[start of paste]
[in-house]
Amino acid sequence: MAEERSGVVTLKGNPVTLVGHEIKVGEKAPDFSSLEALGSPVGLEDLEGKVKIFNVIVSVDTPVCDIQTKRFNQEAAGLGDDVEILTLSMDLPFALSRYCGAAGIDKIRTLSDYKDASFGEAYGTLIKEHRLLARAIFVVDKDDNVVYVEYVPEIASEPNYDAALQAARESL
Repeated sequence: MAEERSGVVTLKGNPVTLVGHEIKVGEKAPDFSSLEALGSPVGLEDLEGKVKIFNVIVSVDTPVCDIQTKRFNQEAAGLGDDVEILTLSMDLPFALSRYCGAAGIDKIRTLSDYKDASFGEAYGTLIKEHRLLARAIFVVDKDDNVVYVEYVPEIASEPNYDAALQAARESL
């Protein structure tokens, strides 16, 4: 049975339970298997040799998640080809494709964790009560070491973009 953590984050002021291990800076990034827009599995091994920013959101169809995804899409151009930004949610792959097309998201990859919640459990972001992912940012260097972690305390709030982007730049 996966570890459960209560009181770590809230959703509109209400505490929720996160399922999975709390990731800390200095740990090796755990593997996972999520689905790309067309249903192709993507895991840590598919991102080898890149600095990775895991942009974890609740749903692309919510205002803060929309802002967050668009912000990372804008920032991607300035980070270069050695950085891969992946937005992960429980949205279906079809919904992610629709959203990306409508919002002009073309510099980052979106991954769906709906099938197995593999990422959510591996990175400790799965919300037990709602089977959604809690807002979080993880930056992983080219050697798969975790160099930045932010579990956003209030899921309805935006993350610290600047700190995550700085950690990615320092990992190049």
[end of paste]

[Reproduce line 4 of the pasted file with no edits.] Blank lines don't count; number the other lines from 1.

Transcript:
């Protein structure tokens, strides 16, 4: 049975339970298997040799998640080809494709964790009560070491973009 953590984050002021291990800076990034827009599995091994920013959101169809995804899409151009930004949610792959097309998201990859919640459990972001992912940012260097972690305390709030982007730049 996966570890459960209560009181770590809230959703509109209400505490929720996160399922999975709390990731800390200095740990090796755990593997996972999520689905790309067309249903192709993507895991840590598919991102080898890149600095990775895991942009974890609740749903692309919510205002803060929309802002967050668009912000990372804008920032991607300035980070270069050695950085891969992946937005992960429980949205279906079809919904992610629709959203990306409508919002002009073309510099980052979106991954769906709906099938197995593999990422959510591996990175400790799965919300037990709602089977959604809690807002979080993880930056992983080219050697798969975790160099930045932010579990956003209030899921309805935006993350610290600047700190995550700085950690990615320092990992190049």